“Ankara knows that the US is determined to carry out an attack against Iraq. Washington is trying to ensure support for the operation and during this period of time, both Ankara and Washington are busy with planning. Ankara is trying to turn the political and military choices into a common decision. During the recent Iraq summits in Ankara, common decisions were being created on various alternatives. Within this framework, we can summarize Ankara’s possible political and military preference in an Iraq operation like so: ‘Keeping in the thick of things.’ Turkey favors a solution to the problem without resorting to war, but it also sees that a military operation is very likely. Therefore it’s reasoning along these lines on the governmental level: ‘The US will do what it’s determined to do. It will do this whether Turkey supports it or not. In such a situation, Ankara’s putting itself into the thick of developments will yield better results than sitting outside.’ Thinking this way, political and military officials are of the opinion that Turkey should play an active role in an operation that will be based on international law. The degree of this role will be determined through military evaluations. The method of this determination will be technical negotiations to be held with US military officials. Ankara’s desire to take an active posture in an Iraq operation derives from its plans for cooperation and mutual assistance as well as its wish to protect Turkey’s national interests in northern Iraq. Ankara considers it indispensable for Turkey’s national and political interests that following any operation, control of the region will be under the Turkish Armed Forces (TSK) rather any foreign military power.”

    [13] CRITICAL ISSUES IN TURKISH-US BARGAINING OVER IRAQ WAR BY SEDAT ERGIN (HURRIYET)

    Columnist Sedat Ergin comments on Turkish-US relations ahead of a possible war on Iraq. A summary of his column is as follows:

    “The ruling Justice and Development Party’s (AKP) decisions on Turkey’s prospective role in a possible US-led military attack on Iraq will shape critical operational factors of the war such as its timing, strategy and price tag. If Ankara allows the US to deploy its troops through Turkish soil into northern Iraq, Baghdad will be faced by a two-front war, from both the north and south, and thus the war will likely be over in short order. Moreover, the cost of the operation will be brought to a minimum. But if Turkey rejects the US proposal and confines its cooperation to allowing the US to use certain airbases and its airspace, then Washington will have to redraw its war plans and turn its eyes to the south, that is the Persian Gulf region.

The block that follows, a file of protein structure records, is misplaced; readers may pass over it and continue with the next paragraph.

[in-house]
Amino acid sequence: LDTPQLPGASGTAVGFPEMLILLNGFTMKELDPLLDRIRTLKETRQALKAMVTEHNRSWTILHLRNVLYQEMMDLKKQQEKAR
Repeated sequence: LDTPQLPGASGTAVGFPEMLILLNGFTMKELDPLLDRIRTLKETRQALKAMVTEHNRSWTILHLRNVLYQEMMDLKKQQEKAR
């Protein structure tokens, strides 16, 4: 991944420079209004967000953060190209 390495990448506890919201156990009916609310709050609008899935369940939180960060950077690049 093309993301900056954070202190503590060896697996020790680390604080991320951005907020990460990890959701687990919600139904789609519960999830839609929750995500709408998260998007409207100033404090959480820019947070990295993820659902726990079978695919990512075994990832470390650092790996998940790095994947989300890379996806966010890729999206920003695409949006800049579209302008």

Yet Ankara’s decision hinges on Washington’s stance on Turkey’s expectations from the US. First of all, Ankara wants to be assured that its prospective economic losses will be covered by the Bush administration to a reasonable extent. However, what Bush has offered up to now would barely meets Turkey’s demands. The reported amount of US compensation is only $3.5 billion, a mere drop in the bucket. And even this is not guaranteed, as the US Congress has yet to approve the sum.

    Apart from all that, there are other as-yet unclear points as to the operational role of northern Iraq as well as the future of the country in the postwar period. Undeniably, Turkey and the US have diverging views on both issues. For example, while Ankara has serious reservations about a federal model that the US is pushing to establish in post-Saddam Iraq, the US is strongly opposed to a major Turkish buildup in northern Iraq meant to keep at bay a wave of refugees fleeing war. In case of a war, Turkey may dramatically and unsurprisingly up the number of its troops near the border.

    Moreover, the US knows very well that Turkey is fully capable of sending in reinforcements to northern Iraq whenever necessary. And of course the role of Turkey’s military divisions in the region will not be confined to merely preempting a possible wave of refugees. Ankara will have the opportunity to head off any undesirable contingencies and prevent any fait accompli there. The presence of Turkish military forces in the region will give Turkey the opportunity to have its say on the future of Iraq.

    Ankara’s determination to enter northern Iraq is rattling nerves in the Pentagon, which has its own plans to attack Baghdad from the north. Washington, as Deputy Defense Secretary Paul Wolfowitz unambiguously put during his recent visits to Ankara, projects a tri-lateral mechanism in northern Iraq where the US will take on the role of a coordinating force beside Turkish military divisions and Kurdish groups. Ankara is firmly opposed to any arrangement putting Turkey on the same level as the Kurds, and instead wants itself to play the role of referee and parent in the region. This is because Turkey’s degree of involvement in a possible war will determine the strength of the country’s hand in Iraq’s post-Saddam future.”